To Beat The Heat, Yellowstone Grizzlies Jump Into ‘Bear Bathtubs’

Summer isn’t all fun and relaxation for Yellowstone’s bears, they’re busy packing on fat for the winter, which makes them heat magnets. So, they jump into “bear bathtubs” to cool off.

Mark Heinz

April 19, 20244 min read

Bears don’t sweat, so they must use small pools in isolated parts of Yellowstone National Park to cool off during the summer.
Bears don’t sweat, so they must use small pools in isolated parts of Yellowstone National Park to cool off during the summer. (Courtesy Kerry Gunther, National Park Service)

Being a bear in Yellowstone National Park on hot summer days can be downright miserable.

Bears are natural heat magnets, and they can’t sweat. As with dogs, panting is their only option. And frequently, that’s just not enough.

“Bears, just by the way they’re built, they retain heat. They have thick fur, and their fur is usually dark, so it absorbs heat,” Yellowstone bear management biologist Kerry Gunther told Cowboy State Daily.

To make matters worse, black bears and grizzlies alike are trying to pack on as much fat as possible in preparation for winter hibernation.

And all that fat retains even more heat, Gunther said.

So, what’s a poor overheated bear to do?

Luckily, remote areas of Yellowstone are dotted with small ponds and sinkholes that fill up with cool water and become “bear bathtubs,” so to speak.

“These little places where they cool off” attract lots of bears during the summer, Gunther said.

The bears will plop down inside them to soak, take long drinks or even swim about the larger ponds.

The National Park Service won’t disclose the exact location of any of these favorite bear lounging areas. The secrecy protects the bears from being harassed by gawking humans, and also keeps foolhardy people safe from bears that would rather not have their bath time interrupted.

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Usually Near Food Sources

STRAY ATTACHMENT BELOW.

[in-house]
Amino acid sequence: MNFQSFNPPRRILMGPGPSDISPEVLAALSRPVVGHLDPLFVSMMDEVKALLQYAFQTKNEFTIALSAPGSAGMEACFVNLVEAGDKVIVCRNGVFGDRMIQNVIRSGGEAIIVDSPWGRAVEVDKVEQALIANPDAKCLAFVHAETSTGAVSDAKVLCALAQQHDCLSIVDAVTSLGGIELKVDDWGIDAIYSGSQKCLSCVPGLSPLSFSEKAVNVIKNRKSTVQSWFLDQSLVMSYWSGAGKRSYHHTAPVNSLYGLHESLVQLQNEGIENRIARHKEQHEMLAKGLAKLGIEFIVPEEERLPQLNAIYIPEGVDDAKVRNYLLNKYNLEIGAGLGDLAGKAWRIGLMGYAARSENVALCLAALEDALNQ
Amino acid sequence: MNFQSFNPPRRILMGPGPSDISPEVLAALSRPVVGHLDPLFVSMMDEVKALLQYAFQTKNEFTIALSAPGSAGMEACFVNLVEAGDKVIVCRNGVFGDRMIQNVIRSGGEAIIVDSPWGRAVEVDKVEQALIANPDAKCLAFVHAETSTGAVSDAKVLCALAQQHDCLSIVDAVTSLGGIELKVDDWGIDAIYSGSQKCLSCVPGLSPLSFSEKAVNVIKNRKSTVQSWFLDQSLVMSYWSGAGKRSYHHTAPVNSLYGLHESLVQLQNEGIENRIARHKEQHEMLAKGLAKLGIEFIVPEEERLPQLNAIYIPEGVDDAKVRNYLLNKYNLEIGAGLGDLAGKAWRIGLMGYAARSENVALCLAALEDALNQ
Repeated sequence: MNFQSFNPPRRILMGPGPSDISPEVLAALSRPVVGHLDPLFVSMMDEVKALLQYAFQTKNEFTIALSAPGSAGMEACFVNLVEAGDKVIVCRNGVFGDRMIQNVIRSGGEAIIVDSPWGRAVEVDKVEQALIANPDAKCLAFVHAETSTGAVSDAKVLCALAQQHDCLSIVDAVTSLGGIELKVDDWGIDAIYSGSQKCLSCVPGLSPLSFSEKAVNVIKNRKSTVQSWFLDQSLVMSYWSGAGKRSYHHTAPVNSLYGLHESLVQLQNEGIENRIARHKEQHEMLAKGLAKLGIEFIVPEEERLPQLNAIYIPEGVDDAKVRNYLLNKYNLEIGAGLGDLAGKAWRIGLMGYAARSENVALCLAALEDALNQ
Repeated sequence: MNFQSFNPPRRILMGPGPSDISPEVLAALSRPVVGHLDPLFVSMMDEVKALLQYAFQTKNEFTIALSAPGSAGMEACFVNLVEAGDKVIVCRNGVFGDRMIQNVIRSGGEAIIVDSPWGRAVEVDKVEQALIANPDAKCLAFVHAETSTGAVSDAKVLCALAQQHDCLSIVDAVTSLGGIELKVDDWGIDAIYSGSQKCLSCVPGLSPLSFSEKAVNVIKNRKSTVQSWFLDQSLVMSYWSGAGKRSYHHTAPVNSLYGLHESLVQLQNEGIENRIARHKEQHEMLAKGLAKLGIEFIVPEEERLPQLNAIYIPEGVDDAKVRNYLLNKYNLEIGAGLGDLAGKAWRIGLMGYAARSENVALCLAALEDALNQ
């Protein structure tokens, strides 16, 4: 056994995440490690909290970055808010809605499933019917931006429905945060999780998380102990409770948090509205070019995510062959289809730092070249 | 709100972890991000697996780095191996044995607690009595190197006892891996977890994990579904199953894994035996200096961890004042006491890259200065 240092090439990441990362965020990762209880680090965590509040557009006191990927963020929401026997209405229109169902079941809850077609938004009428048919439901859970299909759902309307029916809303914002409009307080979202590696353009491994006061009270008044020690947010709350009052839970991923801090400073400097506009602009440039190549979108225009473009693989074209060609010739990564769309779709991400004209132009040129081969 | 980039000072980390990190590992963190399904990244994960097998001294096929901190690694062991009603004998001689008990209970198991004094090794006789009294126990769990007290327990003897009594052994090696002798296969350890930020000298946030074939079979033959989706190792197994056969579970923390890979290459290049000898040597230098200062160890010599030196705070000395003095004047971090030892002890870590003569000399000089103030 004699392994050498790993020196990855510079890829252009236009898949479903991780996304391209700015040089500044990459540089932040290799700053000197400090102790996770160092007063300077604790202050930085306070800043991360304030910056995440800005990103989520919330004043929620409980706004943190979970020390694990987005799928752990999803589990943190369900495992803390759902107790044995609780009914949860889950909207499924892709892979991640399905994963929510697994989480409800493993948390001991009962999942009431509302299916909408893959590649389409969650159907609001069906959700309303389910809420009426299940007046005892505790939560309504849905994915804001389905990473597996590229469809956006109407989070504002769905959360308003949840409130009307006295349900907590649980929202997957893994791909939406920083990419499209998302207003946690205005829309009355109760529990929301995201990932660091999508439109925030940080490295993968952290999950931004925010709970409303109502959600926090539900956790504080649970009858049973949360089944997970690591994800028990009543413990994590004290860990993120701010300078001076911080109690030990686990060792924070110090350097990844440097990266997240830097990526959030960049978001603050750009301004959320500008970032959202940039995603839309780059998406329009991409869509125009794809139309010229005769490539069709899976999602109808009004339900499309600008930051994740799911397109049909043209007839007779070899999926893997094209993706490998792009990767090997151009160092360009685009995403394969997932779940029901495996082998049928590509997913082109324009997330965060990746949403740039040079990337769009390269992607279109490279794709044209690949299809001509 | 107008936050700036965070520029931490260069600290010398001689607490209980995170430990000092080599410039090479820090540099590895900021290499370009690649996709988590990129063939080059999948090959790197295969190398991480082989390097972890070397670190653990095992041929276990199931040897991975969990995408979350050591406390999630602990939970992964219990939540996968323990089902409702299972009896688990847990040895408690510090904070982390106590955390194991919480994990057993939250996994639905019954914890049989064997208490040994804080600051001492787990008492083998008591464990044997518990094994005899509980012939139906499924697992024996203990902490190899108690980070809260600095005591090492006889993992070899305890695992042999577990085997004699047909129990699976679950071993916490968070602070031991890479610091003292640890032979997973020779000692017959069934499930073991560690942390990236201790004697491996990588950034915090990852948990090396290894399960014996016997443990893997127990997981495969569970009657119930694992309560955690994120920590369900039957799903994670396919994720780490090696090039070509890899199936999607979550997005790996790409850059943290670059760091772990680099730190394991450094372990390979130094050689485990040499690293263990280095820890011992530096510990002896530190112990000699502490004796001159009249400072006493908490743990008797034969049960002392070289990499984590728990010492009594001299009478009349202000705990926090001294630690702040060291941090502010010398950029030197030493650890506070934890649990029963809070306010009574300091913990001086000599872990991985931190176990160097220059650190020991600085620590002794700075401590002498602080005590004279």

National Geographic a few years ago set up a remote camera near a bear bathtub and caught some fantastic — and at times even hysterical — video of bears putting it to use.

At the end of the video, a large grizzly stops to check the camera out, starts fiddling with it and eventually knocks it over.

Gunther said he knows of the site where that video was taken. It’s near some stands of white bark pine trees. And during years when the trees are especially productive, bears will congregate there to gorge on white bark pine nuts, which will really fatten them up.

And during those years, that particular tub will likewise draw lots of bears.

Proximity to a food source makes for a good bear bathtub, because the bruins can alternate between eating and taking dips to cool off, he said.

The bear bathtubs aren’t used frequently during June and July, even though July is typically the hottest month in Yellowstone, Gunther said.

During the earlier summer months, bears are still relatively lean and can find other ways too cool off.

“They’ll dig pits and lay down in the cooler dirt in the shade,” he said.

It’s usually during August and September, when the bears are really starting to get fat, that the bathtubs get the most use.

Whose Turn Is It?

The bears also favor ponds that are isolated and tough to access to avoid human interference.

The bears in the National Geographic video might seem relaxed, but Gunther said bears are actually on high alert when they’re bathing.

They’re listening for people approaching, of course, and they’re also keenly aware of other bears.

Any bear is free to use the bathtub — until a bigger, meaner bear shows up.

“They work out a pecking order,” Gunther said. “The ones lower on the pecking order will run pretty quickly when a more dominant bear shows up.”

The National Geographic video at one point shows a black bear plunging into the pool, then immediately scrambling out and running away.

That’s typical of black bear behavior if they sense a grizzly approaching, Gunther said. Being the smaller species, black bears avoid confrontations with grizzlies.

“Black bears and grizzlies both use these ponds. It takes a little bit of time to jump out of the water, so black bears are always ready to jump out and run when a grizzly shows up,” he said.

No People Problems Yet

So far, there haven’t been instances of humans having run-ins with bears at any of the bathtubs, Gunther said.

Most conflicts between humans and bears in Yellowstone are along hiking trails, or when bears are actively feeding and distracted, he said.

It’s hoped the isolated bear bathtubs stay out of sight, out of mind for the vast majority of Yellowstone’s tourists, Gunther said, because they bears rely on them so heavily as temperatures soar.

Mark Heinz can be reached at

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Mark Heinz

Outdoors Reporter